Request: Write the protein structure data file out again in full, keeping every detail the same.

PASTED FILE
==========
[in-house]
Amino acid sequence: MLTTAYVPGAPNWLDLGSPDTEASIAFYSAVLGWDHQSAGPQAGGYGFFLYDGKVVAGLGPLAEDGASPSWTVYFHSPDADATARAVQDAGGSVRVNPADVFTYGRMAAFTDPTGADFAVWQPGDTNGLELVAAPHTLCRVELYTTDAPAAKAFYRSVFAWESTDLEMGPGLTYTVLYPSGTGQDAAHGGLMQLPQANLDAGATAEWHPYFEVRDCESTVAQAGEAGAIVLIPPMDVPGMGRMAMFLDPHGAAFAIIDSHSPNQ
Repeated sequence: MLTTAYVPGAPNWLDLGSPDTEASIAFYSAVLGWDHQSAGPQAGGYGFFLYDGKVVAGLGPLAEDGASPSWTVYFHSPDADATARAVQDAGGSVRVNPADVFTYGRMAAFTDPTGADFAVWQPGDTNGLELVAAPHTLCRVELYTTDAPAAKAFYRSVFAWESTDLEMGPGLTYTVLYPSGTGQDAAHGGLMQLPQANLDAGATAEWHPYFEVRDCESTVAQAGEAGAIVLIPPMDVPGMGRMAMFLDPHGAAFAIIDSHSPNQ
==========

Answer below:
[in-house]
Amino acid sequence: MLTTAYVPGAPNWLDLGSPDTEASIAFYSAVLGWDHQSAGPQAGGYGFFLYDGKVVAGLGPLAEDGASPSWTVYFHSPDADATARAVQDAGGSVRVNPADVFTYGRMAAFTDPTGADFAVWQPGDTNGLELVAAPHTLCRVELYTTDAPAAKAFYRSVFAWESTDLEMGPGLTYTVLYPSGTGQDAAHGGLMQLPQANLDAGATAEWHPYFEVRDCESTVAQAGEAGAIVLIPPMDVPGMGRMAMFLDPHGAAFAIIDSHSPNQ
Repeated sequence: MLTTAYVPGAPNWLDLGSPDTEASIAFYSAVLGWDHQSAGPQAGGYGFFLYDGKVVAGLGPLAEDGASPSWTVYFHSPDADATARAVQDAGGSVRVNPADVFTYGRMAAFTDPTGADFAVWQPGDTNGLELVAAPHTLCRVELYTTDAPAAKAFYRSVFAWESTDLEMGPGLTYTVLYPSGTGQDAAHGGLMQLPQANLDAGATAEWHPYFEVRDCESTVAQAGEAGAIVLIPPMDVPGMGRMAMFLDPHGAAFAIIDSHSPNQ